So yes, I should try harder to get used to it. There are still places – blessed be they! – who maintain cell-phone-free environments, but they have dwindled rapidly in recent years. The other day I was told by someone who works at one of these that after asking a customer if he might simply step outside to finish his call, said customer responded quite irately, left altogether, then phoned 10 minutes later to complain further! Amazing: it’s now even become something of a “right” … And I mean, people even gabber on them in libraries now, even blatantly within yards of the sign saying: please no cell phones… (That, by the way, is where I do take charge.)

Not at all a healthy development, if you ask me.

This is leaving aside the fact that, more and more, that annoyingly ugly MIDI jingle (or more sedate buzz) signalling an incoming phone call or text, causes the person you thought you were having a conversation with to cut you off: “excuse me, I just need to take this call…” Actually, no, 9 times out of 10 you really don’t need to take that call. Your mind has just been marinating in a super-speedy high-octane cacophonously hyper-distracted culture for too many years, and… AARGH!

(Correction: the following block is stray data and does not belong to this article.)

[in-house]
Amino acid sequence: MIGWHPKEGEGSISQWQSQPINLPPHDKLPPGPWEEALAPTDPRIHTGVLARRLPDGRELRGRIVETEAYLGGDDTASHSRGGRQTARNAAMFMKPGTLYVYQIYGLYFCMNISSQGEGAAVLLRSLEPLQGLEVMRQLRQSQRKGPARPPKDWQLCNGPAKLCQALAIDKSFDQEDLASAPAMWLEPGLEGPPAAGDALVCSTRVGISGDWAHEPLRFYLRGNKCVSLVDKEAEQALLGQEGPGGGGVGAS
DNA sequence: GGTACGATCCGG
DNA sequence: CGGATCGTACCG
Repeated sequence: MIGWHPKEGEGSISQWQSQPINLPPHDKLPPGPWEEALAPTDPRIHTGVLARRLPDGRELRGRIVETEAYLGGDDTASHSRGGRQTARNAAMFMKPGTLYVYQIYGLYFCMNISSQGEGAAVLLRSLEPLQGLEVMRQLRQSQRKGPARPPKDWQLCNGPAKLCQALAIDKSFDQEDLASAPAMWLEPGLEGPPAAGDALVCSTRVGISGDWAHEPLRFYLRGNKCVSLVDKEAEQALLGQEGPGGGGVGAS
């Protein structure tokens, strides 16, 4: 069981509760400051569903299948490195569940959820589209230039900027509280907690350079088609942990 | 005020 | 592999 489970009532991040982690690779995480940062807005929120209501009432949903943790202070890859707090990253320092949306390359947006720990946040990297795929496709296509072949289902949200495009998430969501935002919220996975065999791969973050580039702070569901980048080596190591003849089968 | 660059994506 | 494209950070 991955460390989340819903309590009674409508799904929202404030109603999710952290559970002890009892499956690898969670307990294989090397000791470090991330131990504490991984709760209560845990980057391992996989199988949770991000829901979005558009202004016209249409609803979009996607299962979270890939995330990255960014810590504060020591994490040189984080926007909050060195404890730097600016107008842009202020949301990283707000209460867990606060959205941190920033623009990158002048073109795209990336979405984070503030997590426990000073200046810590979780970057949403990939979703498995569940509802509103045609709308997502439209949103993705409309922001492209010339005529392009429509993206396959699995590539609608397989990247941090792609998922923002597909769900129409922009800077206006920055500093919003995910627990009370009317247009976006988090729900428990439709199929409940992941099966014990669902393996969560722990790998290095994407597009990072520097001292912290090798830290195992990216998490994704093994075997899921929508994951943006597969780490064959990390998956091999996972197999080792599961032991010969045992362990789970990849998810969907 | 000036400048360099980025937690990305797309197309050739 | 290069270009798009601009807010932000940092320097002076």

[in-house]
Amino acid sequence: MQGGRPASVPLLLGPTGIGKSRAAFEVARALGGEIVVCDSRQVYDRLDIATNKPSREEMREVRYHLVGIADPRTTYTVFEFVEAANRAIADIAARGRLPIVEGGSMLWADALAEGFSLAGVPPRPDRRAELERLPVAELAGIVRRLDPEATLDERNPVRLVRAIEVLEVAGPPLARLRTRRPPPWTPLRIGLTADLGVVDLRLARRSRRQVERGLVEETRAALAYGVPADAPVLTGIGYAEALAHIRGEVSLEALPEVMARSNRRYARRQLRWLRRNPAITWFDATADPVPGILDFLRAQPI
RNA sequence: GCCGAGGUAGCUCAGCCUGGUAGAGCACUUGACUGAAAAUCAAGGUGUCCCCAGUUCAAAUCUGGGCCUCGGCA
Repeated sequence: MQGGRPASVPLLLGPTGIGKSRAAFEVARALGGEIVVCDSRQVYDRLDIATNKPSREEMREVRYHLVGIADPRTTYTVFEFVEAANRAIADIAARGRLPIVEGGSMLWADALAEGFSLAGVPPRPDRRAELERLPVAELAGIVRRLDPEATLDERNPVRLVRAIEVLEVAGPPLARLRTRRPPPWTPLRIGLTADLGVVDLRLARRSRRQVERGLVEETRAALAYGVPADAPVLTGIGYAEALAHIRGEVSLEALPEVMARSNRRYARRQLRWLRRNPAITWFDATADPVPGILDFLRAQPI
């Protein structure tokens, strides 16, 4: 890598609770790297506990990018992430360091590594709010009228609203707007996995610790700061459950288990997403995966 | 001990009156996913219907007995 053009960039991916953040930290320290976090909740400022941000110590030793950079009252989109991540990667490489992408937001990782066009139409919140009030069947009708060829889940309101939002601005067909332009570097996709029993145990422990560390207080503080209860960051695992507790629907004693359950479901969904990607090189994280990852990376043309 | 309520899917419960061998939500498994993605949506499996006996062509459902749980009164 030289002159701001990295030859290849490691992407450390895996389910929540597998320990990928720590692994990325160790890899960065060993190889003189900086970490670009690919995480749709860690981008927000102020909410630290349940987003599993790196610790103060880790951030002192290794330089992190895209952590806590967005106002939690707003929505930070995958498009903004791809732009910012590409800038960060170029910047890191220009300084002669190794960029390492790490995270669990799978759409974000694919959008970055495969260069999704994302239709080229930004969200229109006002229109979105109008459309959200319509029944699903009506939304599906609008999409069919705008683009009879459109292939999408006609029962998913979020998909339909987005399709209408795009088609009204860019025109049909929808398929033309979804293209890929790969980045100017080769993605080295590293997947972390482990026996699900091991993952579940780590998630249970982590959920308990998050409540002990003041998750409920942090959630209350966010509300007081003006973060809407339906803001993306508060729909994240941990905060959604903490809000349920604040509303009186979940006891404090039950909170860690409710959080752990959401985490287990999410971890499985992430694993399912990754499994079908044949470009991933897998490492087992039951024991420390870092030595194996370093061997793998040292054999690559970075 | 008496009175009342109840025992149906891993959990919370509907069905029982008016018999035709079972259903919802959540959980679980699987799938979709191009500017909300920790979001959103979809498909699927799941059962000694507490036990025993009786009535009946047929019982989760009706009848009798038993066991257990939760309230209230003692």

“On a Clear Day” (the Chris Peterman Quintet at Discover Jazz)

Last night the annual Burlington Discover Jazz Festival began. I’d actually somehow forgotten which day it was when I approached Church Street in search of a light dinner and heard a cacophony of sound – at least three different bands playing outdoors within a couple of blocks of each other.

There are the big names over at the Flynn – Branford Marsalis, John Scofield, Bobby McFerrin, among plenty of others – but then there is also jazz everywhere else around the center of town for the next 10 days, much of it outdoors. I sat outside Das Bierhaus the rest of the evening listening to the Chris Peterman Quintet, who were superb. They are (or at least were at this particular gig): Chris Peterman on saxes, John Rivers on bass, Caleb Bronz on drums, Matt Wright on vocals, and Tom Cleary on piano. Chris I’d never properly heard before and he was brilliant: I loved the fluidity of his playing, the long melodic arches to his solos, effortless inventiveness. Matt – also new to me – shone in some adventurous scat singing, and the rhythm section as usual played with spot-on precision and clarity.